Oil Prospectors, Inc.

Although geologists, petroleum engineers and other earth scientists were far more helpful for finding “black gold,” Oil Prospectors Inc. preferred unscientific methods to sway unwary investors.

During the Great Depression, some fortune seekers were convinced a “divining rod, a doodlebug, a switch, or a twig” could find oilfields. In the 1950s, others invested in doodlebug technology they were told came from flying saucers. Then as now, any “miraculous machine” could help fleece the gullible.

Old stock certificate for Oil Prospectors Inc. with derricks vignette.

In the rush to print stock certificates during drilling booms, many companies printed certificates with a field of derricks vignette — often using the same artwork.

Not long after the December 1931 discovery of the Conroe, Texas, oilfield, a “doodlebug” device swindled Houston oil investors out of $20,000. It also sent Ralph Malone and Vivian Buie to jail in 1935.

During their trial in district court, a prosecution witness told of receiving letters describing the doodlebugger as capable of finding oil and natural gas in Polk County.

Malone and Buie claimed their device would find “another field like the Conroe field” worth millions of dollars. They described their doodlebug as “a wonderful instrument that could locate oil pools.” 

Learn about Conroe’s oilfield in Technology and the “Conroe Crater.”

Despite their defense attorneys efforts, Malone and Buie (the alleged “brains” of the doodlebug scam), were convicted of mail fraud and sentenced to terms in the federal penitentiary at Leavenworth, Kansas. Then their defense attorneys were indicted as well.


While their former clients headed off to prison, Arthur Heemann and C. Ray Smith hired their own legal council. The new defense team asserted the accused, “merely were attorneys for the swindlers and did not participate in the scheme.”

It did not help that attorney Heemann had been charged five years earlier with the same crime while promoting the similarly fraudulent Oil Investors Company.

Nonetheless, the lawyers got the lawyers off when the judge ruled them not guilty on April 15, 1938. Two months later, Ralph Malone was transported from Leavenworth to a Tucson, Arizona, prison to finish his three-year sentence.

Doodlebugs, Magnetic Loggers, and Flying Saucers

Although Malone was absent from oil stock scams for several years, investors did not abandon their fascination with doodlebugs. The convicted con man resurfaced in the early 1950s when his penchant for mail fraud landed him in trouble with the Securities and Exchange Commission (SEC).

“Often investigation is directed to highly objectionable sales literature which greatly over emphasize the possibilities of success from the proposed security purchase,” the SEC noted in its 17th annual report. “So it was in the case of Oil Prospectors, Inc. and Ralph Malone.”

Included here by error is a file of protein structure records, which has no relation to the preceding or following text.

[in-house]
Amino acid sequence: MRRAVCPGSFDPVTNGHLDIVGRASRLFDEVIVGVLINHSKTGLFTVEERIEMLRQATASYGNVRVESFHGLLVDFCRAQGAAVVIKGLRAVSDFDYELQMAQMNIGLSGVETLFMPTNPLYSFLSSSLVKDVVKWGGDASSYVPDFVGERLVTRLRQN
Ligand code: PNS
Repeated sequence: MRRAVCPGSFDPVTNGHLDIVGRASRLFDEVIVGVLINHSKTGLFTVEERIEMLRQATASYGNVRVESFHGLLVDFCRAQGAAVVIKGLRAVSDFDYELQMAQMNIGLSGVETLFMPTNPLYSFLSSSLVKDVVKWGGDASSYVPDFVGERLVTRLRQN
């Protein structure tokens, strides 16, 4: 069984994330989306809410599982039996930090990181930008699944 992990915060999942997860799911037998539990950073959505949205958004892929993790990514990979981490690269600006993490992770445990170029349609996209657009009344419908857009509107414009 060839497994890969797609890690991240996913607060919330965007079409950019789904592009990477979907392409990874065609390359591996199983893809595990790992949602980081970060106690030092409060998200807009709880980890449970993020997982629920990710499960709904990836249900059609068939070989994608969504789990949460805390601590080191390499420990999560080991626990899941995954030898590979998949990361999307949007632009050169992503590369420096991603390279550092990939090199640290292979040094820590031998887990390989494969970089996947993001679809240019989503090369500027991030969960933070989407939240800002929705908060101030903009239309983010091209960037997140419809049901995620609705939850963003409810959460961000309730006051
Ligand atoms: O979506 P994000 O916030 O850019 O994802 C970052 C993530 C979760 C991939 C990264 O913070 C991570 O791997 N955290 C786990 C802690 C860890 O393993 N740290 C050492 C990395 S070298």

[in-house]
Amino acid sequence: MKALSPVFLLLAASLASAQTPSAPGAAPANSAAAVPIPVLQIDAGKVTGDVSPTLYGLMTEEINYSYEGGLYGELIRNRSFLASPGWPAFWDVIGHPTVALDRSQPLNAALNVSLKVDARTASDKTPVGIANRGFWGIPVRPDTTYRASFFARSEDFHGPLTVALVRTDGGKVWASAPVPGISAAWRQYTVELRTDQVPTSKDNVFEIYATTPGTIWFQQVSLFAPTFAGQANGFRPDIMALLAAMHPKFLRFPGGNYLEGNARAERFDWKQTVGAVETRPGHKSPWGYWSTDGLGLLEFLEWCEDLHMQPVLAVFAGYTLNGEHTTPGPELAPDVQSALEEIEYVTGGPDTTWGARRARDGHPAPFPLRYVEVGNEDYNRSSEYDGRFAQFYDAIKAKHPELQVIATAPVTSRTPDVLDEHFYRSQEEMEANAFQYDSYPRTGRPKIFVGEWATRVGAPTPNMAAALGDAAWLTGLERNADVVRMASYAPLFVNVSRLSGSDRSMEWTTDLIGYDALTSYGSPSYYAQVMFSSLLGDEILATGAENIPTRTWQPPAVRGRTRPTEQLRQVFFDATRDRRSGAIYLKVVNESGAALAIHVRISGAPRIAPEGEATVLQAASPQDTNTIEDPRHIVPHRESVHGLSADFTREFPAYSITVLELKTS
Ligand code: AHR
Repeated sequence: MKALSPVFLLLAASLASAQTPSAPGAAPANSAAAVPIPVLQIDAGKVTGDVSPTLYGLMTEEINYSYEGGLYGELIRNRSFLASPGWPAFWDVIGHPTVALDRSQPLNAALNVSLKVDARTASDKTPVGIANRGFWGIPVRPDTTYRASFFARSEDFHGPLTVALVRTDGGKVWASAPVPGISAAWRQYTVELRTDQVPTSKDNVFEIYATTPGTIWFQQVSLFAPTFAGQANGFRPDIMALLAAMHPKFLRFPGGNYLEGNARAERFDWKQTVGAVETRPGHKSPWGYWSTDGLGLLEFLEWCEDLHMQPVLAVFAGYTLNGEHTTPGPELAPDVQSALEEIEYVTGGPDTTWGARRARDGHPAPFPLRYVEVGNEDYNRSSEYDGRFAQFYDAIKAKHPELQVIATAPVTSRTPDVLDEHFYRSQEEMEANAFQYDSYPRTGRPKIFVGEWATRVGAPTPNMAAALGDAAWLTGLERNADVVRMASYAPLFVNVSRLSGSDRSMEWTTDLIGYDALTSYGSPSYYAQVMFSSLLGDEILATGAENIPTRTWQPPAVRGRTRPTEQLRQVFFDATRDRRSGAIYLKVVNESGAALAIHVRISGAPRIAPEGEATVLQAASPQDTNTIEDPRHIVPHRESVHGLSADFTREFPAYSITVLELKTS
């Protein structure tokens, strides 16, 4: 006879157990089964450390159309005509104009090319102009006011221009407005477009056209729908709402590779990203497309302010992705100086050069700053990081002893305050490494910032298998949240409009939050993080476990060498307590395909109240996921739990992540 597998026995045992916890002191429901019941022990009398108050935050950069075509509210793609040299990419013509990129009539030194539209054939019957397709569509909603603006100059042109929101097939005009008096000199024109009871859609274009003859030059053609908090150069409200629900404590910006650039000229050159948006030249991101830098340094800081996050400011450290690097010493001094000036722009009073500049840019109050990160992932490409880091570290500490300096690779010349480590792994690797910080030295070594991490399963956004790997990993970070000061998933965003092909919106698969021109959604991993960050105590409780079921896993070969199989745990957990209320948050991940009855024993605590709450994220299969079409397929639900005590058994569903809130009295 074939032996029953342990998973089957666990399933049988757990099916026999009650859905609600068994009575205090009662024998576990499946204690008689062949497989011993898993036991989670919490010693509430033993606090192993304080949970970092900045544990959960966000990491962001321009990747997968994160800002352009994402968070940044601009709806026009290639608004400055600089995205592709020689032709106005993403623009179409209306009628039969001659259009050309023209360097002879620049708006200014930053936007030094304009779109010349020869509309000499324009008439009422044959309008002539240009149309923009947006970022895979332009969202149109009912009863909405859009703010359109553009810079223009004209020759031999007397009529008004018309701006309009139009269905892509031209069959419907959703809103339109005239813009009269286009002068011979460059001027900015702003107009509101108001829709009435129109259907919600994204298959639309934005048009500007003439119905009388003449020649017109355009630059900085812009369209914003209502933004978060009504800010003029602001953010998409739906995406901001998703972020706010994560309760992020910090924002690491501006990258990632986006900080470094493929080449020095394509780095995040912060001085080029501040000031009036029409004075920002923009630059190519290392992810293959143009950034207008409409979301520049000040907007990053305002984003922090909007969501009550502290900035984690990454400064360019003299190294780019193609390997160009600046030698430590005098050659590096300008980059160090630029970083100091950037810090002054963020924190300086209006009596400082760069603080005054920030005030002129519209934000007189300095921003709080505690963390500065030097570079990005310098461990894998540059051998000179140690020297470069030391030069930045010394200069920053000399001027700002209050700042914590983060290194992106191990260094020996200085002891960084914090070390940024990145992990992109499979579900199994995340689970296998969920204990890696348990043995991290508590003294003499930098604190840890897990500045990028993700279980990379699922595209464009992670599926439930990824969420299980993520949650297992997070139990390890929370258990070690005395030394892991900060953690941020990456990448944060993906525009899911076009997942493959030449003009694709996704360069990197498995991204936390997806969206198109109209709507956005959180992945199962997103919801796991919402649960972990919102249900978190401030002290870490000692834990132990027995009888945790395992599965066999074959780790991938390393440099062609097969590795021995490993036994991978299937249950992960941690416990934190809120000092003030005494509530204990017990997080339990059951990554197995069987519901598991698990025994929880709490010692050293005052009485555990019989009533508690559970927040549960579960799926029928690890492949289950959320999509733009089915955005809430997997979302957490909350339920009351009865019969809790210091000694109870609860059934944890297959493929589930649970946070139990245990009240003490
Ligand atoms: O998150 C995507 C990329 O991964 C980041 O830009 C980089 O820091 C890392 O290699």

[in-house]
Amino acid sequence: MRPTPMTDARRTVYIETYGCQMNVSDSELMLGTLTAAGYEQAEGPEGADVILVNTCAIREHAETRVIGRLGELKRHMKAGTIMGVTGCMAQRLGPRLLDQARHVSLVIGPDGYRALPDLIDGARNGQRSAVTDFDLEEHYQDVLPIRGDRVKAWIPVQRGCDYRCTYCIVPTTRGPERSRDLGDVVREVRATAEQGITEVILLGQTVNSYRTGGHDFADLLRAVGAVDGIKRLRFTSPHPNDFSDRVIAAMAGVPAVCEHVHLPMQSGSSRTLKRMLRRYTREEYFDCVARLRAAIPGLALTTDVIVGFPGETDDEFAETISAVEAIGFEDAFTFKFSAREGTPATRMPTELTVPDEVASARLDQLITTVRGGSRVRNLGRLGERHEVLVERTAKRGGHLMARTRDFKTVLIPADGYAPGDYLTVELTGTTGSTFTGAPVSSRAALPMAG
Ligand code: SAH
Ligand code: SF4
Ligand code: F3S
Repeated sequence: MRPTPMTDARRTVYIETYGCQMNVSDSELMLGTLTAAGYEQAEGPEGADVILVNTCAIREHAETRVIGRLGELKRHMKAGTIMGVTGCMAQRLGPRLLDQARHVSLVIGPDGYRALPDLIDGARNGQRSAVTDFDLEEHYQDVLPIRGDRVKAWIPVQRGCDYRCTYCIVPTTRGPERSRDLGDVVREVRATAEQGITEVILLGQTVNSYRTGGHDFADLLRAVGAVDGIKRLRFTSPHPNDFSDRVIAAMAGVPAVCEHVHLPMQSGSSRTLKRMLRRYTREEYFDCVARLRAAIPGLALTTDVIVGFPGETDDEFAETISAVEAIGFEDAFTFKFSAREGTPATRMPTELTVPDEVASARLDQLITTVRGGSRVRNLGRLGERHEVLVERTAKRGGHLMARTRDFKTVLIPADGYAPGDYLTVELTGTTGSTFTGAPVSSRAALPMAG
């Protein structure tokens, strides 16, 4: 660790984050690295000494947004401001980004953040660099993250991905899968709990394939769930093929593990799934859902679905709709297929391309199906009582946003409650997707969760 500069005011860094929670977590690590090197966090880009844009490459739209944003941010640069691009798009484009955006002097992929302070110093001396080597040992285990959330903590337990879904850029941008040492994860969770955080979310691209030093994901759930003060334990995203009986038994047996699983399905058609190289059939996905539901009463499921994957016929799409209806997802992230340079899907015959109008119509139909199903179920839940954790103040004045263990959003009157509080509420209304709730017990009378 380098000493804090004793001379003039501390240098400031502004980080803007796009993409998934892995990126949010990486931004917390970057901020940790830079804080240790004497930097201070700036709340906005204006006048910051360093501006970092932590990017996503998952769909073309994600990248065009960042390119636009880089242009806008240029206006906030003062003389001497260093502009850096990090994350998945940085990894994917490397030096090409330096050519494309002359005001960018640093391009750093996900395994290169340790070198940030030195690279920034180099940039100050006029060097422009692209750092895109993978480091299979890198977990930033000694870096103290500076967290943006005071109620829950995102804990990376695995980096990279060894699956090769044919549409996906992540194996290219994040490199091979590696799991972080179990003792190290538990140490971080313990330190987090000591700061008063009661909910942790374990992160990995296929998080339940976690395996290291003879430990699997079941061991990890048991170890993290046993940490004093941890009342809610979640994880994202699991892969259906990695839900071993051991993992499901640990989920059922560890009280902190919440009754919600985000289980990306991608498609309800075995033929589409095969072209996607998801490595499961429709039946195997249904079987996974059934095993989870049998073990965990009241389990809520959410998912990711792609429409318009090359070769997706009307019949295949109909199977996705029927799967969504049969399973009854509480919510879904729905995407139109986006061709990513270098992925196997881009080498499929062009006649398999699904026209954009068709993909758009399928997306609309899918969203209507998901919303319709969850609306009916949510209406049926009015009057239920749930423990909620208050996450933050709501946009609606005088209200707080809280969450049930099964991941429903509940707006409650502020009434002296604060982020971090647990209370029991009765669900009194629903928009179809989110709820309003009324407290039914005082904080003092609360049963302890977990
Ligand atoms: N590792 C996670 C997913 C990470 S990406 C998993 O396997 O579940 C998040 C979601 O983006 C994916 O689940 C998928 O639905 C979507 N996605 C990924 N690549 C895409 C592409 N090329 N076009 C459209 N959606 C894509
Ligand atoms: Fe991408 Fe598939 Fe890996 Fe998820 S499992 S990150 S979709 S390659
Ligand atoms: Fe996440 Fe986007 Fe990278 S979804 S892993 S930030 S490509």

2022 AOGHS Membership Ad

One year later, the SEC again addressed the issue of doodlebugs, explaining the necessity of resorting to the courts to get compliance with the Securities Act.

“A substantial number of cases requiring injunctive action are those relating to oil and mining promotions,” noted the June 30, 1952, annual report. “The ‘gold brick’ aspect of many of these promotions has by now become quite stereotyped.” The SEC’s complaints seeking injunctions pointed out that, “sellers were omitting to disclose that these individuals had criminal records.”

The commission cited another example of “the almost perennial doodlebug” where the “defendants used in their operations a device called a ‘Magnetic Logger’ and the claims made for its efficacy in discovering oil were the usual ones and were false…There is reason to believe that the injunction obtained by the commission saved the investing public a substantial sum.”

An SEC injunction in 1951 finally brought an end to Oil Prospectors and Ralph Malone disappeared from the news. Doodlebug hoaxes continued.

Most notably, Silas Newton and Leo GeBauer, claimed their doodlebug machine “operated on the same magnetic principles as the flying saucers.” The $800,000 contraption had been developed secretly by the government.

They promoted the tale of a 1948 flying saucer crash site near Aztec, New Mexico, that had yielded 16 humanoid bodies (Roswell’s aliens had reportedly arrived a year earlier).

Newton and GeBauer claimed the Aztec crash site included revolutionary technology for finding oil.

Denvber Post headline about "Saucer Scientist," October 14, 1952.

Silas Newton and Leo “Dr. Gee” GeBauer convinced author Frank Scully (at right) the government was hiding UFO crash sites and humanoid corpses. Investors believed their claims that a secret alien device could locate vast petroleum reserves.

Although some still maintain an elaborate government cover-up has concealed the real Aztec UFO story, the petroleum exploration technology has received little mention. By 1952, the terrestrial luck of Newton and GeBauer ran out. The Denver Post’s October 14 headline proclaimed, “Saucer Scientist in $50,000 Fraud.”